But in 1999, inspired by Citigroup's desire to become a massive conglomerate in spite of Glass-Steagall regulations, three Republicans teamed up and passed the Gramm–Leach–Bliley Act, which effectively eliminated everything in Glass-Steagall that protected consumers.
Here's a little clip I always enjoy of the late John Dingell — a Senator, not a psychic — saying, in 1999, that this could potentially lead to banks becoming ... too big to fail.
While this means that banks now can do both consumer and investment banking, they're supposed to (ideally) have to adhere to certain standards in order to be able to do so. As Warren explains in her letter ... Wells Fargo has not.
Under the Bank Holding Company Act, financial holding companies (FHCs) like Wells Fargo are required to be "well capitalized" and "well managed." When an FHC or one of its depository subsidiaries fails to meet these requirements, the Fed is required to provide notice to the FHC and give the institution on opportunity to correct its deficiencies. If the holding company fails to correct its deficiencies within 180 days, the Fed may require the FHC to "divest control of any subsidiary depository institution," or, if the FHC instead chooses, "to cease to engage in any activity" that is not permissible for a bank holding company. This Fed authority ensures that the size and complexity of a company does not interfere with its ability to provide safe, fair, and transparent core banking services to its customers.
In order to remain "well managed," an FHC must earn at least satisfactory scores on its CAMELS (Capital adequacy, Asset quality, Management, Earnings, Liquidity, and Sensitivity) composite and management ratings used by banking supervisors. These scores are confidential. But past reporting has indicated that Wells Fargo's CAMELS rating was downgraded in 2017, and it is inconceivable that Wells Fargo could have earned an upgraded CAMELS score given the sheer number and ongoing nature of scandalous and unlawful behavior at the bank since then.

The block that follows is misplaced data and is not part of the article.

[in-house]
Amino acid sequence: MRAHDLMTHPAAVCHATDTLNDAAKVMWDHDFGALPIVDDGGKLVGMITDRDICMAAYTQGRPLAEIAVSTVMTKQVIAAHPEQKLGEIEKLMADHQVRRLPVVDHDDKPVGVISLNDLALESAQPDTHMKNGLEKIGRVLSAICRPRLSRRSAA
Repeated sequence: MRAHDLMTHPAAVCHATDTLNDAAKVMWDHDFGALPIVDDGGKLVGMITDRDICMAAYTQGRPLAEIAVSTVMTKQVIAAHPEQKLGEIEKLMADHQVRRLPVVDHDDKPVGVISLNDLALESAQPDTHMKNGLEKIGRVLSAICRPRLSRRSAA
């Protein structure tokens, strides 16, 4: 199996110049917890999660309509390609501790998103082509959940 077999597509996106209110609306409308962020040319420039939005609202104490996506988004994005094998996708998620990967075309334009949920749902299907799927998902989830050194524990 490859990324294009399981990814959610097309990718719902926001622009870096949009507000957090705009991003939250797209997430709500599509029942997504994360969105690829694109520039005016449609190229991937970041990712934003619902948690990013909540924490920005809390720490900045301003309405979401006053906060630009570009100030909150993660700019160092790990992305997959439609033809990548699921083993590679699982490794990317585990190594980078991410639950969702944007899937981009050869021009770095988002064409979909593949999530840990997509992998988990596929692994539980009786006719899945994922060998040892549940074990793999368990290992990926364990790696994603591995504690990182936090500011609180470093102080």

In an appearance on MSNBC on Wednesday, Warren briefly addressed the letter, saying, "My question is, if you're not going to break up Wells Fargo this time, tell me when you are?" Which, really, is the whole question. How many times does a bank have to screw consumers before the US government steps in and says, "Hey, we're actually not going to let you do that anymore"?
Now, Warren, notably, thinks we should bring back Glass-Steagall, having worked on the 21st Century Glass-Steagall Act with Republican John McCain in both 2013 and 2017. I also think we should do that. But if we're going to go without it and "trust" the banks to be this big, they should at the very least be prevented from doing the things that made Glass-Steagall necessary in the first place, no?
It's likely this letter will be largely ignored by the Fed and laughed off by Wells Fargo. It shouldn't be. There are going to be consequences no matter what happens, and Wells Fargo being forced to face a few of them is a better outcome than the alternative.
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Robyn Pennacchia is a brilliant, fabulously talented and visually stunning angel of a human being, who shrugged off what she is pretty sure would have been a Tony Award-winning career in musical theater in order to write about stuff on the internet. Follow her on Twitter at @RobynElyse